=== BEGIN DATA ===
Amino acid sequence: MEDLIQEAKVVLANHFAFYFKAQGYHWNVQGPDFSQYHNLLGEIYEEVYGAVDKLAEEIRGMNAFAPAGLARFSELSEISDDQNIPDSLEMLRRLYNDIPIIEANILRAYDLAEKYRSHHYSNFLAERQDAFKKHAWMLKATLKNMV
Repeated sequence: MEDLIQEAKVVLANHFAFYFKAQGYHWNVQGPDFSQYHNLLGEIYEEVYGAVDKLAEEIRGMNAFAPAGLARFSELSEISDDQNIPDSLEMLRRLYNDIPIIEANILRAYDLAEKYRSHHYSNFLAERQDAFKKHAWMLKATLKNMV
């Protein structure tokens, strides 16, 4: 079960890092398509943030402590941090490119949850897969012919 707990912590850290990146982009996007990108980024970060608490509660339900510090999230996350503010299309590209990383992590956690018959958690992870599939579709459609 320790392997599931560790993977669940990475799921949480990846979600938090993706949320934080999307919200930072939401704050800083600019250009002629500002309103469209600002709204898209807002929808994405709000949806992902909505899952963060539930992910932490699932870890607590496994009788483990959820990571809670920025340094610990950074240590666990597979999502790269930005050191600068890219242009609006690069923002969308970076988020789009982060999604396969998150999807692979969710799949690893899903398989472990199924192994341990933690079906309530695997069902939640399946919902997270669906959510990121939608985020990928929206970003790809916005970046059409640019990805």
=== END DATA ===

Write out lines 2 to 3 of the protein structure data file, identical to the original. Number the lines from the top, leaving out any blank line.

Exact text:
Repeated sequence: MEDLIQEAKVVLANHFAFYFKAQGYHWNVQGPDFSQYHNLLGEIYEEVYGAVDKLAEEIRGMNAFAPAGLARFSELSEISDDQNIPDSLEMLRRLYNDIPIIEANILRAYDLAEKYRSHHYSNFLAERQDAFKKHAWMLKATLKNMV
């Protein structure tokens, strides 16, 4: 079960890092398509943030402590941090490119949850897969012919 707990912590850290990146982009996007990108980024970060608490509660339900510090999230996350503010299309590209990383992590956690018959958690992870599939579709459609 320790392997599931560790993977669940990475799921949480990846979600938090993706949320934080999307919200930072939401704050800083600019250009002629500002309103469209600002709204898209807002929808994405709000949806992902909505899952963060539930992910932490699932870890607590496994009788483990959820990571809670920025340094610990950074240590666990597979999502790269930005050191600068890219242009609006690069923002969308970076988020789009982060999604396969998150999807692979969710799949690893899903398989472990199924192994341990933690079906309530695997069902939640399946919902997270669906959510990121939608985020990928929206970003790809916005970046059409640019990805």